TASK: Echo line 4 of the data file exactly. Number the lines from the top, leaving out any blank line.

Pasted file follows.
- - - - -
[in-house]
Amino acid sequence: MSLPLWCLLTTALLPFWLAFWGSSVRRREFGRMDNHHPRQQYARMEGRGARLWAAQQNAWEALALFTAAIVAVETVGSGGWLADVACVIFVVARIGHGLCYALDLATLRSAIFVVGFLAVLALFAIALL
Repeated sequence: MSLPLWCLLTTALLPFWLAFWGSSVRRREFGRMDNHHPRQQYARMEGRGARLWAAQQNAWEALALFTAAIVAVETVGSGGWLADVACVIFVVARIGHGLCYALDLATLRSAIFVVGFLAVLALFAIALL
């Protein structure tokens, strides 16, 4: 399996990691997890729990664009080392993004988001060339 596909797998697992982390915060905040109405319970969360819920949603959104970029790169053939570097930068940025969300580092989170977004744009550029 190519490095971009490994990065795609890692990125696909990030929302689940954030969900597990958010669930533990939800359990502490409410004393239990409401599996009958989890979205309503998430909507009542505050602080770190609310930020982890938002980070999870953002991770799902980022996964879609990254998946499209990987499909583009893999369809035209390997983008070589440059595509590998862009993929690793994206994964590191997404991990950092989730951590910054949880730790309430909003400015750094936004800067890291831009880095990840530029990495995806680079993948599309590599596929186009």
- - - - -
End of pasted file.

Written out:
């Protein structure tokens, strides 16, 4: 399996990691997890729990664009080392993004988001060339 596909797998697992982390915060905040109405319970969360819920949603959104970029790169053939570097930068940025969300580092989170977004744009550029 190519490095971009490994990065795609890692990125696909990030929302689940954030969900597990958010669930533990939800359990502490409410004393239990409401599996009958989890979205309503998430909507009542505050602080770190609310930020982890938002980070999870953002991770799902980022996964879609990254998946499209990987499909583009893999369809035209390997983008070589440059595509590998862009993929690793994206994964590191997404991990950092989730951590910054949880730790309430909003400015750094936004800067890291831009880095990840530029990495995806680079993948599309590599596929186009």